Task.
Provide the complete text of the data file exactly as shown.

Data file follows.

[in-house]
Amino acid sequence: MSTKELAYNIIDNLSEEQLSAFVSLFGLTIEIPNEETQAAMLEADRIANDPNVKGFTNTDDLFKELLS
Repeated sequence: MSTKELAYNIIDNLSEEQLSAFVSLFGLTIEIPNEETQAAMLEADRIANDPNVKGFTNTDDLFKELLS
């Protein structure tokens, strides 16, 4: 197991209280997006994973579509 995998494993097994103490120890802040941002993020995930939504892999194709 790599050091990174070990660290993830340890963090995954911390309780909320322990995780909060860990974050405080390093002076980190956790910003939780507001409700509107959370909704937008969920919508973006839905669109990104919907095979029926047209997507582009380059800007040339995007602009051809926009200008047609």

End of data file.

[in-house]
Amino acid sequence: MSTKELAYNIIDNLSEEQLSAFVSLFGLTIEIPNEETQAAMLEADRIANDPNVKGFTNTDDLFKELLS
Repeated sequence: MSTKELAYNIIDNLSEEQLSAFVSLFGLTIEIPNEETQAAMLEADRIANDPNVKGFTNTDDLFKELLS
């Protein structure tokens, strides 16, 4: 197991209280997006994973579509 995998494993097994103490120890802040941002993020995930939504892999194709 790599050091990174070990660290993830340890963090995954911390309780909320322990995780909060860990974050405080390093002076980190956790910003939780507001409700509107959370909704937008969920919508973006839905669109990104919907095979029926047209997507582009380059800007040339995007602009051809926009200008047609």